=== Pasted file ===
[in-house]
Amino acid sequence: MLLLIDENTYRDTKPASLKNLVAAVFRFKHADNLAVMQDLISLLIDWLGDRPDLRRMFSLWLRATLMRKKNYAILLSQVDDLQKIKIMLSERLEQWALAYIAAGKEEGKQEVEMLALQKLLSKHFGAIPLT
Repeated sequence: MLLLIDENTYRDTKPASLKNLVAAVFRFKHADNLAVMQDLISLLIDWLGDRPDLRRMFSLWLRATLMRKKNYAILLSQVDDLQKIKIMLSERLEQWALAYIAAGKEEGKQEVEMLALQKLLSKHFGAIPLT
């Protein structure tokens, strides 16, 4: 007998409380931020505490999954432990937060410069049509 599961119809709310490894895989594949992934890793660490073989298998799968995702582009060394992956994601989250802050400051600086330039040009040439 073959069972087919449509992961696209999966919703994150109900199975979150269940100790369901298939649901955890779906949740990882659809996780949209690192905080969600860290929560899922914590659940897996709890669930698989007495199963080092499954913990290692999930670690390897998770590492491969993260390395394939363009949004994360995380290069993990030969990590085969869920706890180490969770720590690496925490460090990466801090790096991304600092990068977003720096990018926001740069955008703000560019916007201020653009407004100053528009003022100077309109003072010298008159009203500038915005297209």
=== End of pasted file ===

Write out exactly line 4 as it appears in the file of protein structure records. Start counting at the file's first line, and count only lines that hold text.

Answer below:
């Protein structure tokens, strides 16, 4: 007998409380931020505490999954432990937060410069049509 599961119809709310490894895989594949992934890793660490073989298998799968995702582009060394992956994601989250802050400051600086330039040009040439 073959069972087919449509992961696209999966919703994150109900199975979150269940100790369901298939649901955890779906949740990882659809996780949209690192905080969600860290929560899922914590659940897996709890669930698989007495199963080092499954913990290692999930670690390897998770590492491969993260390395394939363009949004994360995380290069993990030969990590085969869920706890180490969770720590690496925490460090990466801090790096991304600092990068977003720096990018926001740069955008703000560019916007201020653009407004100053528009003022100077309109003072010298008159009203500038915005297209």